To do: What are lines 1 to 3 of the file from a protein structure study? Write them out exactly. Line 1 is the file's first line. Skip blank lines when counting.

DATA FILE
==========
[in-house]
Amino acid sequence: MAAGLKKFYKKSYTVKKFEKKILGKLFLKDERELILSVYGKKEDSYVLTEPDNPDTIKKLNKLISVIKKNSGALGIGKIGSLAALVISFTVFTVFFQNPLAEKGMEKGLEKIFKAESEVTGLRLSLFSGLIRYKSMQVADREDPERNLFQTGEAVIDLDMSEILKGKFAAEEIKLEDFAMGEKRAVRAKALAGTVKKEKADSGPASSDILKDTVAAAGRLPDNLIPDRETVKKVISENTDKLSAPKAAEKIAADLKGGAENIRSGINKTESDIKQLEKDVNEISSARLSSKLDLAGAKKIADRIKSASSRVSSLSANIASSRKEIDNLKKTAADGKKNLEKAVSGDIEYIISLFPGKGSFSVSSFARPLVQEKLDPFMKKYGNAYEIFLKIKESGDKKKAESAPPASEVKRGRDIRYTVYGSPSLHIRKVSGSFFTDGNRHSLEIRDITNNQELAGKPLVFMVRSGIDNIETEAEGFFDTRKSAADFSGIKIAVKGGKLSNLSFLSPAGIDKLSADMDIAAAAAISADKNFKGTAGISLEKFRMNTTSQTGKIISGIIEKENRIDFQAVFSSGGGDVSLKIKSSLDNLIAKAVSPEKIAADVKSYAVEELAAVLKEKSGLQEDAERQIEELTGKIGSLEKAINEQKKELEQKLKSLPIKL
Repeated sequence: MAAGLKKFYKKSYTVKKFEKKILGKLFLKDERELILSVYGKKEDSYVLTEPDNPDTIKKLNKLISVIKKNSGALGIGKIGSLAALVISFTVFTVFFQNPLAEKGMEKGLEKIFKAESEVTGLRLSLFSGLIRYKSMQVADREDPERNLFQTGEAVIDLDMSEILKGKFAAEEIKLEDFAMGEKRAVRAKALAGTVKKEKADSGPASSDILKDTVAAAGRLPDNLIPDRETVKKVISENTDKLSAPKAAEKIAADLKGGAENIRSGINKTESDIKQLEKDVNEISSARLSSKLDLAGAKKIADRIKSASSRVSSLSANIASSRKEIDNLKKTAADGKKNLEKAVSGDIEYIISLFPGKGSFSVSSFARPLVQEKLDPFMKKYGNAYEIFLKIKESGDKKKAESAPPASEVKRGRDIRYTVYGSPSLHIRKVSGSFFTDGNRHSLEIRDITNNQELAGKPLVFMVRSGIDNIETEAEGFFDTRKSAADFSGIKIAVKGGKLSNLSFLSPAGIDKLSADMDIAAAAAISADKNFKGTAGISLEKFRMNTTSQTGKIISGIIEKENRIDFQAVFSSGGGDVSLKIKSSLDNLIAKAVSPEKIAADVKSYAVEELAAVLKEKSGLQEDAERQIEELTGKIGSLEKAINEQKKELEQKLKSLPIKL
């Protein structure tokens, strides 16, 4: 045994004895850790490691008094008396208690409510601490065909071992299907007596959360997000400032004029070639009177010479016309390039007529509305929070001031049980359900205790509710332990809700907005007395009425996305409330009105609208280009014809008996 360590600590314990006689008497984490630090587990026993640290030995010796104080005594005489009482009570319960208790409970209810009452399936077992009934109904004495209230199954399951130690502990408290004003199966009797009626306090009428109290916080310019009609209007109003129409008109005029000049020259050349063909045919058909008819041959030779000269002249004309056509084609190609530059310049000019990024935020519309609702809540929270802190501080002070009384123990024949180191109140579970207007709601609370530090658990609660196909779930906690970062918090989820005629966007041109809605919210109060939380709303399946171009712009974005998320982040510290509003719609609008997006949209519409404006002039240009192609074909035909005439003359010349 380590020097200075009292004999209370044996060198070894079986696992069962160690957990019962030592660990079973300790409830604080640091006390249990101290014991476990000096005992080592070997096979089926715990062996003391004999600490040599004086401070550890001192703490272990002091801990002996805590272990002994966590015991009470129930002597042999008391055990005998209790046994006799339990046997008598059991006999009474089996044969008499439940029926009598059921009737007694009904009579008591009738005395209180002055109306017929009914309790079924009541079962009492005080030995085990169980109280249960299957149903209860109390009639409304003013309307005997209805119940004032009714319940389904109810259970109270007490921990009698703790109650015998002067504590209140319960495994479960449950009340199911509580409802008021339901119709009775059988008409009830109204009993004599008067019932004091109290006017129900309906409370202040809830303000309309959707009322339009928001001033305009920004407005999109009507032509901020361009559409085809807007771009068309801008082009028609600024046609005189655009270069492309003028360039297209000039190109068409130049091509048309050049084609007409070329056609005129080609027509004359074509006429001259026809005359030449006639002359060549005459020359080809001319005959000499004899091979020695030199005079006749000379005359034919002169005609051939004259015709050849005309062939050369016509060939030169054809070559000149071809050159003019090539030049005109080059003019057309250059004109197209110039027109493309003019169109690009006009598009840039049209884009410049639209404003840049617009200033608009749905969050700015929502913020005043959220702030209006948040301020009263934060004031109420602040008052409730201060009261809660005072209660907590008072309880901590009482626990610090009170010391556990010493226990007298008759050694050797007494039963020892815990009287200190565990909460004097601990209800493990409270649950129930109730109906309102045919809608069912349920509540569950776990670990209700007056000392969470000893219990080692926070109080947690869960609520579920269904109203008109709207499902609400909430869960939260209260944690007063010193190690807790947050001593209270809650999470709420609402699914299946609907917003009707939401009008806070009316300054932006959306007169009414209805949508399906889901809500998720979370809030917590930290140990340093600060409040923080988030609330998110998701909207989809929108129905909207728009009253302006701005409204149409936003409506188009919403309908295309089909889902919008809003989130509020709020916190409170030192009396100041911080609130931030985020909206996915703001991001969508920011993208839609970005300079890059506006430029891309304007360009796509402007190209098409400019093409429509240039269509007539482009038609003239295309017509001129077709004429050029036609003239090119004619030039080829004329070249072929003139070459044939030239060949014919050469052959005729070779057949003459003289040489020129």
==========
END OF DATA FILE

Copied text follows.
[in-house]
Amino acid sequence: MAAGLKKFYKKSYTVKKFEKKILGKLFLKDERELILSVYGKKEDSYVLTEPDNPDTIKKLNKLISVIKKNSGALGIGKIGSLAALVISFTVFTVFFQNPLAEKGMEKGLEKIFKAESEVTGLRLSLFSGLIRYKSMQVADREDPERNLFQTGEAVIDLDMSEILKGKFAAEEIKLEDFAMGEKRAVRAKALAGTVKKEKADSGPASSDILKDTVAAAGRLPDNLIPDRETVKKVISENTDKLSAPKAAEKIAADLKGGAENIRSGINKTESDIKQLEKDVNEISSARLSSKLDLAGAKKIADRIKSASSRVSSLSANIASSRKEIDNLKKTAADGKKNLEKAVSGDIEYIISLFPGKGSFSVSSFARPLVQEKLDPFMKKYGNAYEIFLKIKESGDKKKAESAPPASEVKRGRDIRYTVYGSPSLHIRKVSGSFFTDGNRHSLEIRDITNNQELAGKPLVFMVRSGIDNIETEAEGFFDTRKSAADFSGIKIAVKGGKLSNLSFLSPAGIDKLSADMDIAAAAAISADKNFKGTAGISLEKFRMNTTSQTGKIISGIIEKENRIDFQAVFSSGGGDVSLKIKSSLDNLIAKAVSPEKIAADVKSYAVEELAAVLKEKSGLQEDAERQIEELTGKIGSLEKAINEQKKELEQKLKSLPIKL
Repeated sequence: MAAGLKKFYKKSYTVKKFEKKILGKLFLKDERELILSVYGKKEDSYVLTEPDNPDTIKKLNKLISVIKKNSGALGIGKIGSLAALVISFTVFTVFFQNPLAEKGMEKGLEKIFKAESEVTGLRLSLFSGLIRYKSMQVADREDPERNLFQTGEAVIDLDMSEILKGKFAAEEIKLEDFAMGEKRAVRAKALAGTVKKEKADSGPASSDILKDTVAAAGRLPDNLIPDRETVKKVISENTDKLSAPKAAEKIAADLKGGAENIRSGINKTESDIKQLEKDVNEISSARLSSKLDLAGAKKIADRIKSASSRVSSLSANIASSRKEIDNLKKTAADGKKNLEKAVSGDIEYIISLFPGKGSFSVSSFARPLVQEKLDPFMKKYGNAYEIFLKIKESGDKKKAESAPPASEVKRGRDIRYTVYGSPSLHIRKVSGSFFTDGNRHSLEIRDITNNQELAGKPLVFMVRSGIDNIETEAEGFFDTRKSAADFSGIKIAVKGGKLSNLSFLSPAGIDKLSADMDIAAAAAISADKNFKGTAGISLEKFRMNTTSQTGKIISGIIEKENRIDFQAVFSSGGGDVSLKIKSSLDNLIAKAVSPEKIAADVKSYAVEELAAVLKEKSGLQEDAERQIEELTGKIGSLEKAINEQKKELEQKLKSLPIKL